Asia’s job markets are holding up even as the European crisis hurts exports, auguring stability in domestic demand that reduces the case for the region’s central banks to add monetary stimulus.
Two-thirds of Asian employers surveyed by Hays PLC, the UK’s biggest recruitment firm, said they plan to raise salaries by at least 3 percent this year, while 54 percent anticipate giving bonuses to more than half of their workers.
Singapore’s unemployment rate fell to a 14-year low of 2 percent last year, Hong Kong’s January rate matched levels not seen since 1998, while South Korea’s is near the lowest since early 2008.
Even in Japan, which last year suffered its third economic contraction in four years, the jobless rate in January dropped to 4.6 percent from 4.9 percent a year before, a government report showed yesterday.
In Taiwan, the number of workers on unpaid leave has dropped by more than 40 percent since the start of the year, and the jobless rate in January was the lowest since 2008, according to government data.
Malaysia’s unemployment rate fell to 3 percent in the fourth quarter of last year, near the lowest since 1999, from 3.1 percent in the July-to-September period.
“We have tight labor markets across Asia,” said Frederic Neumann, Hong Kong-based cohead of Asian economic research at HSBC Holdings PLC. “Rather than sit back and let inflation rise again, policymakers will want to be proactive and tighten the screws before it becomes a problem. We could even see rate hikes coming through at the end of the year.”
Financial companies are adding to payrolls in Asia even as they cut back elsewhere, underscoring the region’s lure. HSBC, which aims to cut 30,000 jobs worldwide, may expand its Asia-Pacific headcount as much as 5 percent by the end of next year, the bank said last month. Standard Chartered PLC, the UK lender that earns most of its profit in Asia, plans to hire as many as 2,600 employees after posting its eighth annual record earnings.
Asian companies endured supply shocks in the past year, including Japan’s earthquake and tsunami and Thailand’s floods, to keep churning out components for Apple Inc and Toyota Motor Corp. The region exported US$4.69 trillion of goods in 2010, accounting for about a third of the global shipments, according to the WTO.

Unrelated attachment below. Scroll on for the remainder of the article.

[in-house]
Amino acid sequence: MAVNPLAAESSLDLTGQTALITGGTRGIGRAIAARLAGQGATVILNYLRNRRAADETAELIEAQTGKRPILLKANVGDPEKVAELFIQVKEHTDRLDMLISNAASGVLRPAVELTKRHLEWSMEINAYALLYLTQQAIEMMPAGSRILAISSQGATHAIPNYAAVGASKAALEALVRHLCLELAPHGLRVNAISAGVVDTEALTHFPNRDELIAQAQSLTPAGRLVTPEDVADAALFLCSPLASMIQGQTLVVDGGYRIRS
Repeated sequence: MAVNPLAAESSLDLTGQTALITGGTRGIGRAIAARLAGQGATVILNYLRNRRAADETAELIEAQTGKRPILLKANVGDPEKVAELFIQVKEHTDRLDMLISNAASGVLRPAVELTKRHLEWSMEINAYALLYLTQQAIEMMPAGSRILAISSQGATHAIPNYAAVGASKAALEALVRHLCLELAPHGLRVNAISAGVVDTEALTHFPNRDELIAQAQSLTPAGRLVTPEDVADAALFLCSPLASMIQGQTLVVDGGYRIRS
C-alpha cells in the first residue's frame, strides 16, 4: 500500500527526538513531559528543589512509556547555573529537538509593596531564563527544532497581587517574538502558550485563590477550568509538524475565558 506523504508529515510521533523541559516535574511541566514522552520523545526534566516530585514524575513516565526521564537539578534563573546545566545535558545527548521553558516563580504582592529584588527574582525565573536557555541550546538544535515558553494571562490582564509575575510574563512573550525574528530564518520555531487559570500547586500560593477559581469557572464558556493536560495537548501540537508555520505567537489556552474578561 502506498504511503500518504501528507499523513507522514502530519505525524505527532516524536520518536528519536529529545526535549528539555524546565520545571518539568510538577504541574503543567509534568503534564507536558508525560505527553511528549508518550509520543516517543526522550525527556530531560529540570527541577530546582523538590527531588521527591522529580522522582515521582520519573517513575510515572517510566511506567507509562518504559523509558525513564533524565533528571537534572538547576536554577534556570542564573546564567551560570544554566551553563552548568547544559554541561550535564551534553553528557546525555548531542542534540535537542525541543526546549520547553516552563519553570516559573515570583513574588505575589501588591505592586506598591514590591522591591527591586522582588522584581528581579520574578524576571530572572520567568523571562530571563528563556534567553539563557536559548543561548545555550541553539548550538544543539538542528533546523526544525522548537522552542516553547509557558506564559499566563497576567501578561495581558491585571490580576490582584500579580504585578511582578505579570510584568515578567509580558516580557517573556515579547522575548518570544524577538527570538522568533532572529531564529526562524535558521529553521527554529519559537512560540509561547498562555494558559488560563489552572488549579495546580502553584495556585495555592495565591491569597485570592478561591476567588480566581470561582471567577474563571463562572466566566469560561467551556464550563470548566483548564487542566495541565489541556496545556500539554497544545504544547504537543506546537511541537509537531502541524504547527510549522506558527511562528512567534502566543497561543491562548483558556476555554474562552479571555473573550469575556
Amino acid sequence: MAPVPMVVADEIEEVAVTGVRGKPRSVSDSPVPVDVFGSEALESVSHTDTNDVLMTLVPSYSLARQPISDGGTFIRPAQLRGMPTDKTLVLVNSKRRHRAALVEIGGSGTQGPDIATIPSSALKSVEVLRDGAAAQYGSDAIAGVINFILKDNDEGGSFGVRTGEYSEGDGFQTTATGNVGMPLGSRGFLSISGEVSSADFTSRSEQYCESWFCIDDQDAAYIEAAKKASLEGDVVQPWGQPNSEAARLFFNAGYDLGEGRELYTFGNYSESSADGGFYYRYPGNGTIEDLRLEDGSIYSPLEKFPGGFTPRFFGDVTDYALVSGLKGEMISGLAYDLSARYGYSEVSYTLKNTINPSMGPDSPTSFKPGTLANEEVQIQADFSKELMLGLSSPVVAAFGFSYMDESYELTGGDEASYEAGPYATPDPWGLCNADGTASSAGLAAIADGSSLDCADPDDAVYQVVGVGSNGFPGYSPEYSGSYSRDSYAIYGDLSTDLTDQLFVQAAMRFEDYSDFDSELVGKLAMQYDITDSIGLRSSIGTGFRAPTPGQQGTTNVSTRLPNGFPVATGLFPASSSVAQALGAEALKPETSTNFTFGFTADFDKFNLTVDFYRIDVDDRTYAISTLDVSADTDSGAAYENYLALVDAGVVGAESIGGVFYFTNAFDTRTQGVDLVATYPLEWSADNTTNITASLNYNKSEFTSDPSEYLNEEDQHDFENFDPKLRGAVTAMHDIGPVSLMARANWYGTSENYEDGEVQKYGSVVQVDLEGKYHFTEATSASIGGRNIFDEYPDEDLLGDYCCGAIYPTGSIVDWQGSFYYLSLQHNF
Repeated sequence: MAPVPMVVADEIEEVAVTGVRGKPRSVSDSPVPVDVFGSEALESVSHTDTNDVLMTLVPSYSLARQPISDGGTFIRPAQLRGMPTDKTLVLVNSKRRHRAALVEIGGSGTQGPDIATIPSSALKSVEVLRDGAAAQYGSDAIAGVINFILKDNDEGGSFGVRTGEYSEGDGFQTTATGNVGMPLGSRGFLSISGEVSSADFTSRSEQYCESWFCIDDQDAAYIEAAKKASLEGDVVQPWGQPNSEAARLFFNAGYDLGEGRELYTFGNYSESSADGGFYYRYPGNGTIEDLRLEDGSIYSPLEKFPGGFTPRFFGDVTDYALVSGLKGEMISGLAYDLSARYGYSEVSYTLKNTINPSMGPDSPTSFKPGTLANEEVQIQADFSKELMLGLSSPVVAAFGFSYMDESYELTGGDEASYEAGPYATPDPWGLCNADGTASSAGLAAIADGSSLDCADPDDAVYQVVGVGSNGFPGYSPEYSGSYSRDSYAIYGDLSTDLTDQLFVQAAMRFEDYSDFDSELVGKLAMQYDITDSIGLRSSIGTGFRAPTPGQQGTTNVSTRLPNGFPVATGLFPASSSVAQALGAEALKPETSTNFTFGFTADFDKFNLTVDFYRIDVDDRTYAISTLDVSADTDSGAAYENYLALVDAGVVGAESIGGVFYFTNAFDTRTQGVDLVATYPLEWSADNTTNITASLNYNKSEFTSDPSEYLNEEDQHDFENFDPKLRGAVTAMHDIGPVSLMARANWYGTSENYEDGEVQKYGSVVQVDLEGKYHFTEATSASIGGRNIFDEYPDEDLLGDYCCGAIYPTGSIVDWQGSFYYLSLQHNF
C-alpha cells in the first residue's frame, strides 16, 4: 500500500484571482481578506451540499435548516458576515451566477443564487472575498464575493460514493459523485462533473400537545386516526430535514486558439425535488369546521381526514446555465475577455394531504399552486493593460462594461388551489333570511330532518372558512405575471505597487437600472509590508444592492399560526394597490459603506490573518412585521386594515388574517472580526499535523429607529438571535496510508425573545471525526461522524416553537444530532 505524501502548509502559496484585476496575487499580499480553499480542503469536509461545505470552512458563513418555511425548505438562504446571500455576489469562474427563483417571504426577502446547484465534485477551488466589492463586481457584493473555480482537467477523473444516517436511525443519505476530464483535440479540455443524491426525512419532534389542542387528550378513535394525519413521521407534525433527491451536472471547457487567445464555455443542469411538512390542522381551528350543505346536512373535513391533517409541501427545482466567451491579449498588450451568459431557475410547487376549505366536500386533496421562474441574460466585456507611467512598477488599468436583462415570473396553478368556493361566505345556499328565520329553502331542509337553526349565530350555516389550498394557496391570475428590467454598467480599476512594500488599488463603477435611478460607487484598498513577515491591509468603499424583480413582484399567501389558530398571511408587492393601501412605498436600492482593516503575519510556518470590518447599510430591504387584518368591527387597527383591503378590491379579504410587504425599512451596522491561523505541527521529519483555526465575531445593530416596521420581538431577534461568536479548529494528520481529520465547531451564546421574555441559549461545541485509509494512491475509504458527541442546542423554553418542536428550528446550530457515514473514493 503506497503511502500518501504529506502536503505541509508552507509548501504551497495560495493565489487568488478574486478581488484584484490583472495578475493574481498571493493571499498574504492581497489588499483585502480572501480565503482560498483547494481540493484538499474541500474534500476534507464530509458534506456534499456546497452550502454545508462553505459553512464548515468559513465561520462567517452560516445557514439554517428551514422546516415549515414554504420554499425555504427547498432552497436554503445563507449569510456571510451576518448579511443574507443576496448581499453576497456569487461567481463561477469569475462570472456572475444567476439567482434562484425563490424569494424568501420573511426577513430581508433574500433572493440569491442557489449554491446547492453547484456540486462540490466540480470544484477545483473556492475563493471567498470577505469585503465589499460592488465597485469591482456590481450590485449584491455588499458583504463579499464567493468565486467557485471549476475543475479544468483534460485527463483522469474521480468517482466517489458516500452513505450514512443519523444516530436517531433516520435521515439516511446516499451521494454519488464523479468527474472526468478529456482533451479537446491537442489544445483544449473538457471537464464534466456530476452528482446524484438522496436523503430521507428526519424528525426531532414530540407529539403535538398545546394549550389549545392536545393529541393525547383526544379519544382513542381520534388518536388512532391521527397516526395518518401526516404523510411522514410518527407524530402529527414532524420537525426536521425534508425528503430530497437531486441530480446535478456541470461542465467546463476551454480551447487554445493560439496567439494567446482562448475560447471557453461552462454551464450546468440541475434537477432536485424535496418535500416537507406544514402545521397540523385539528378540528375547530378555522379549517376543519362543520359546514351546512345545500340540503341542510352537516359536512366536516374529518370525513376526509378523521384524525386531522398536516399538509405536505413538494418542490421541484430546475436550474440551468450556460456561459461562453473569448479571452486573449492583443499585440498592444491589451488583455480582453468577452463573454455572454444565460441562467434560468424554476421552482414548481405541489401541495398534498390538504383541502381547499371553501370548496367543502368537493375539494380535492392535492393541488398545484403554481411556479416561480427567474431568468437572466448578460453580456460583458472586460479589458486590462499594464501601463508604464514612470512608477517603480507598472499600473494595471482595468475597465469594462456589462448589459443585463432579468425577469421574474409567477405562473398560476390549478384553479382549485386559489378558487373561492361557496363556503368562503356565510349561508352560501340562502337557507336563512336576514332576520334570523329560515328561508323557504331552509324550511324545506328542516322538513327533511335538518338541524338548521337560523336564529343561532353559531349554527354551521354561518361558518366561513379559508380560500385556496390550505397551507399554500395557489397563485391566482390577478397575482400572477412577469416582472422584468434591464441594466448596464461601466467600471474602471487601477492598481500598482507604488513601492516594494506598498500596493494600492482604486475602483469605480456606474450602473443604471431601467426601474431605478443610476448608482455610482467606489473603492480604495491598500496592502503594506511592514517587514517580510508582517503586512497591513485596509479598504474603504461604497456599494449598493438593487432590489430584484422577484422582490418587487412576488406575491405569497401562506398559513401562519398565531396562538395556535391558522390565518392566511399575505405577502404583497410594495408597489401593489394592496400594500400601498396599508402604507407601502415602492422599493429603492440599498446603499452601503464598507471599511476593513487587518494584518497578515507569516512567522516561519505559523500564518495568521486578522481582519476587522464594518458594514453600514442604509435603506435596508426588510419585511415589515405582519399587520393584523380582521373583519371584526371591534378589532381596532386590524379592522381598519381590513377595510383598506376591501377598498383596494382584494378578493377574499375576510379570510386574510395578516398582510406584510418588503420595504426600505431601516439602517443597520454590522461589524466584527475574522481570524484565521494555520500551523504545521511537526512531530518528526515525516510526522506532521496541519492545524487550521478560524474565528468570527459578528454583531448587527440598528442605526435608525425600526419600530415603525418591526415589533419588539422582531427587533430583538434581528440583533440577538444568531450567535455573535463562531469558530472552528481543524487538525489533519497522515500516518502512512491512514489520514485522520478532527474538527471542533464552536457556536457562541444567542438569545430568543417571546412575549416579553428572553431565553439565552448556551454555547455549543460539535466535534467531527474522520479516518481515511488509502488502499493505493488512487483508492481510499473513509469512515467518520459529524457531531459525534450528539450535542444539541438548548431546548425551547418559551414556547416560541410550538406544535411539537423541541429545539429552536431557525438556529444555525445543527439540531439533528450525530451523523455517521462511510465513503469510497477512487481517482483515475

“Companies dusted off their copy books from 2008 and implemented crisis-response measures to stay afloat,” said Leong Wai Ho (梁偉豪), a senior regional economist at Barclays Capital in Singapore. “They understood this was going to be temporary and that it made sense to hang on to their labor force. Companies responded by trimming down their inventory holdings and by and large, there were no significant job losses.”
Central banks in nations from Indonesia to Thailand lowered interest rates last year to guard against the impact of Europe’s crisis. The Philippines on Thursday lowered its benchmark rate for a second straight meeting.
South Korea and Malaysia are forecast to hold off on interest-rate cuts next week as a jump in oil prices adds to inflation risks.
With a limited slack in job markets and energy prices escalating, some monetary policy makers may need to shift gears later this year should threats to the global expansion continue to diminish.
The Reserve Bank of Australia has already opted to hold off on adding stimulus, unexpectedly forgoing last month the rate cut that a majority of economists surveyed by Bloomberg had anticipated.